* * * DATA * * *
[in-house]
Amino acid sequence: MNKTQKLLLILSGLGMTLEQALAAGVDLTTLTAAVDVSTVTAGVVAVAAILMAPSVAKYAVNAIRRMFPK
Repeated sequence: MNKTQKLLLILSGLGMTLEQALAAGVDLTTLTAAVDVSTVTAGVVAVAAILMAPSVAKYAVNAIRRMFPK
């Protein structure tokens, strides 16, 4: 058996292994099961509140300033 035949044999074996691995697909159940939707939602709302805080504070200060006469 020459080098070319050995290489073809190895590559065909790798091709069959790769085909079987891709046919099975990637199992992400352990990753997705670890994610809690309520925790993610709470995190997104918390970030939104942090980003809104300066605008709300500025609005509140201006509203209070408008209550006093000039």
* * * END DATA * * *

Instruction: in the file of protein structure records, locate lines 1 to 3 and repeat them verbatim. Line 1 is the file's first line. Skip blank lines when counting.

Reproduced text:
[in-house]
Amino acid sequence: MNKTQKLLLILSGLGMTLEQALAAGVDLTTLTAAVDVSTVTAGVVAVAAILMAPSVAKYAVNAIRRMFPK
Repeated sequence: MNKTQKLLLILSGLGMTLEQALAAGVDLTTLTAAVDVSTVTAGVVAVAAILMAPSVAKYAVNAIRRMFPK